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Authorities Defend Costly New Year Celebrations In Yerevan


Armenia -- Republic Square in Yerevan decorated with a Christmas treet, December 19, 2016.

The Armenian government and Yerevan’s municipal administration on Wednesday dismissedopposition criticism of their decision to spend more than 400 million drams ($840,000) on upcoming celebrations of the New Year in the capital.

The sum represents a nearly threefold increase from what the municipality spent on festivities organized by it a year ago. Two-thirds of it has been allocated by the government at Prime Minister Nikol Pashinian’s initiative.

The increased funding will be mainly channeled into a series of live performances and cultural events. The main highlight of the celebrations will be a New Year’s Eve extravaganza in Yerevan’s main Republic Square which will continue into the early morning hours of January 1.

Pashinian on Tuesday urged people from across Armenia and even its worldwide Diaspora to join him at the overnight concert by Armenian and foreign musicians. Few Armenians have traditionally celebrated the holiday on the street.

Opposition members of the city council have condemned what they describe as lavish parties planned by the authorities, saying that the extra money should be spent on Yerevan’s far more pressing needs.

One of them, Tehmina Vartanian, also deplored on Wednesday 44 million drams in funding allocated for the construction of a temporary overpass that will give pedestrians safe access to a huge Christmas tree to be erected at the center of the sprawling square.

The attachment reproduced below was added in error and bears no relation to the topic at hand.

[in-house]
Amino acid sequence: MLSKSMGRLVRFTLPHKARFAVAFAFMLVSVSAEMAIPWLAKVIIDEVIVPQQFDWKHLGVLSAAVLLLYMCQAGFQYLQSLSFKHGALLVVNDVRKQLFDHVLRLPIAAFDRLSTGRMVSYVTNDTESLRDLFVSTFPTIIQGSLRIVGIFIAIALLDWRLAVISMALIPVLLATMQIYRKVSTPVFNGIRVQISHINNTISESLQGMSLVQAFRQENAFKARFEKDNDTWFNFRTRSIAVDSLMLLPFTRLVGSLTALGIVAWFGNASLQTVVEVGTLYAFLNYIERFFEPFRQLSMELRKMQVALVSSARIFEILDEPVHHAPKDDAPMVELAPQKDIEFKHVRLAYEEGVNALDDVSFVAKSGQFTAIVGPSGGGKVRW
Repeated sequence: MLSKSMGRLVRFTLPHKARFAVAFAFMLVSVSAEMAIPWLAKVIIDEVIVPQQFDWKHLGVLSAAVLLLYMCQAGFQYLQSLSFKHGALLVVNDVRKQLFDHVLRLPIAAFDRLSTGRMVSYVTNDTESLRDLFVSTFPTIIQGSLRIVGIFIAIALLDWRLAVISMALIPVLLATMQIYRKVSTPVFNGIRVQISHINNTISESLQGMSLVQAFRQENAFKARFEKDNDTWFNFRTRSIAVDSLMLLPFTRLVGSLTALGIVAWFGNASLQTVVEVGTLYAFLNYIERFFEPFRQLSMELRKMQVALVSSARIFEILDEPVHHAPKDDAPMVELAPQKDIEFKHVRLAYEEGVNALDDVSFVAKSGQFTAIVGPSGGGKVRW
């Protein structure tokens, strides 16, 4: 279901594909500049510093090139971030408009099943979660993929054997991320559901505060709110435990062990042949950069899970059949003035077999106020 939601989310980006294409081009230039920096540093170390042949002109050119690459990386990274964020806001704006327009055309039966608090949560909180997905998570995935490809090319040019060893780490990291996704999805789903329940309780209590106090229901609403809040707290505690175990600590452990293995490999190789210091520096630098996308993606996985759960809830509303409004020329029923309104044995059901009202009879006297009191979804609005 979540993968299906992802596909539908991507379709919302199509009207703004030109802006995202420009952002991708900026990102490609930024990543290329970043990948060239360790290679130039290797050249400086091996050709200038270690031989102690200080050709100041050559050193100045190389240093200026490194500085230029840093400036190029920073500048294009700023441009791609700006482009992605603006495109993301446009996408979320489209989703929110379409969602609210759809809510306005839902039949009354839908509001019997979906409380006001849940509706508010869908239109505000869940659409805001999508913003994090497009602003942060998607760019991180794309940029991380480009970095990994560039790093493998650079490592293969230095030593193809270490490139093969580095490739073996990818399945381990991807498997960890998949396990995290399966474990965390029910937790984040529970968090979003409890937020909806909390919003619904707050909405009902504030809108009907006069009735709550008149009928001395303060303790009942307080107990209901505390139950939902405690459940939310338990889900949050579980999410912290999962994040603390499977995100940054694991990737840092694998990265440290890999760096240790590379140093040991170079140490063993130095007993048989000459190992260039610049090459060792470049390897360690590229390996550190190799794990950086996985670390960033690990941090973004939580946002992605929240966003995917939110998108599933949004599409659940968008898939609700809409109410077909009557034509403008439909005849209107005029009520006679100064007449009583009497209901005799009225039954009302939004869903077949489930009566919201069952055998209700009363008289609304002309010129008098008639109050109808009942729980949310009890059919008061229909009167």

Vartanian claimed that the cost of the structure is inflated. “With that much money you can build two or three street overpasses in the capital,” she said.

“All [city] problems are on track to be resolved,” countered Yerevan’s Deputy Mayor Tigran Virabian. “All problems will be solved.”

Virabian insisted that the cost of the celebrations is not exorbitant. He said city residents and guests will be treated to quality shows that have never been staged during New Year’s celebrations in Armenia in the past.

Pashinian, meanwhile, took to Facebook to again defend the planned festivities. He said, in particular, that low-income people will have the option of attending and enjoying them for free instead of having to spend large amounts of money on food at home.

“The atmosphere that will be created at Republic Square will first and foremost allow people who can’t afford day-to-day traditional expenses to celebrate the New Year … very joyfully and in high spirits,” he claimed in a live video address.

Pashinian said the authorities also want to encourage more well-to-do Armenians to stop celebrating the holiday abroad and to attract tourists to the country.

He also made a case for changing the Armenian tradition of celebrating the New Year only at home and with family members and close friends. “We want to create a setting for marking the New Year and socializing [with people] in a wider environment,” he said.

Yerevan residents seemed divided over whether the more expensive festivities will be worth it.“What will we gain from spending so much money? Nothing,” one of them told RFE/RL’s Armenian service.

“I think it’s okay,” said another resident. “Why not? It happens once a year. Let it be done well. At least our kids will have fun.”

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